Dr. Randall Bush is Professor of Philosophy at Union University. He has written a number of book in addition to a number of children’s books.

From the book:

A Christmas Tree World called Arboria faces danger from a fearsome foe! In the wilderness at Tree Bottom, someone opened a bag by mistake and let out a hideous dragon! No angel star is safe, and Arboria’s Orna folk face grave danger.


This work is a quick read and seems best read aloud. It is in the ilk of Lewis and Tolkien in that you get lost in the realm of Arboria. I appreciated the ready made gospel discussion points and the fun with which the children had (in the book) as they discovered a whole new world.

Bush’s ability to tell a good story is on full display here and leaves the reader longing for more. There are, after all, three more books in this little series.


If you are looking for a good Christmas story either as a read aloud or for your children to read, Gabriel’s Magic Ornament is what you are seeking.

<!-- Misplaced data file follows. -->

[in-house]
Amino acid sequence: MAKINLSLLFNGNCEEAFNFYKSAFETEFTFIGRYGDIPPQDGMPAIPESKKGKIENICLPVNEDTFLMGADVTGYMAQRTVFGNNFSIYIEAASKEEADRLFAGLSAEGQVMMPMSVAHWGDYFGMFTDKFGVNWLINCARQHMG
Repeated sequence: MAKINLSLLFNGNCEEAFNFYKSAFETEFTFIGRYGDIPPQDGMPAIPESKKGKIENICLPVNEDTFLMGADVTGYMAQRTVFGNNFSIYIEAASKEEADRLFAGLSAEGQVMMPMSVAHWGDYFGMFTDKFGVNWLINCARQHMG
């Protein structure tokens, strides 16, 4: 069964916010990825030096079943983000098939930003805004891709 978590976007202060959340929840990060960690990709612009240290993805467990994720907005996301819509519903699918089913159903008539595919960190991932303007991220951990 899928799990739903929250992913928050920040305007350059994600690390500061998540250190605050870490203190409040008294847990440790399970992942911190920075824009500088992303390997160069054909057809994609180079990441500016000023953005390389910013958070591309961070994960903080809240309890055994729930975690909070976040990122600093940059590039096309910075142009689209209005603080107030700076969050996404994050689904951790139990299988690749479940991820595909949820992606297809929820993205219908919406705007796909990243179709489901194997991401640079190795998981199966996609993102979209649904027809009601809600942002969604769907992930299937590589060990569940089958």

The Greatest Fight in the World by C. H. Spurgeon

Greatest FightSpurgeon, Charles Haddon. The Greatest Fight in the Word – The Final Manifesto. Scotland: Christian Focus Publishing, 2014. 128 pp. $8.99. Purchase at Westminster Books for less or for Kindle for $0.99.


I have reviewed a few of Spurgeon’s writings in the past and have always found him to be edifying. This particular “manifesto” was the final address he gave to the students at the Pastors College before he died.


Tom Nettles offers a lengthy foreword that offers the context of this particular address that helps to frame the importance of why “this” is the greatest fight in the world.  The “this” is the preaching of the gospel of Jesus Christ. Spurgeon split the message into three parts: Our Armoury, Our Army, and Our Strength.


He spends more than half the work discussing our armoury which is the Bible. Next, he discusses the army. That is, those who are members of the local church and how we are, in essence, the officers in the army and are to act as such when preaching all the while we are looking to the Chief Officer (my wording) for our marching orders.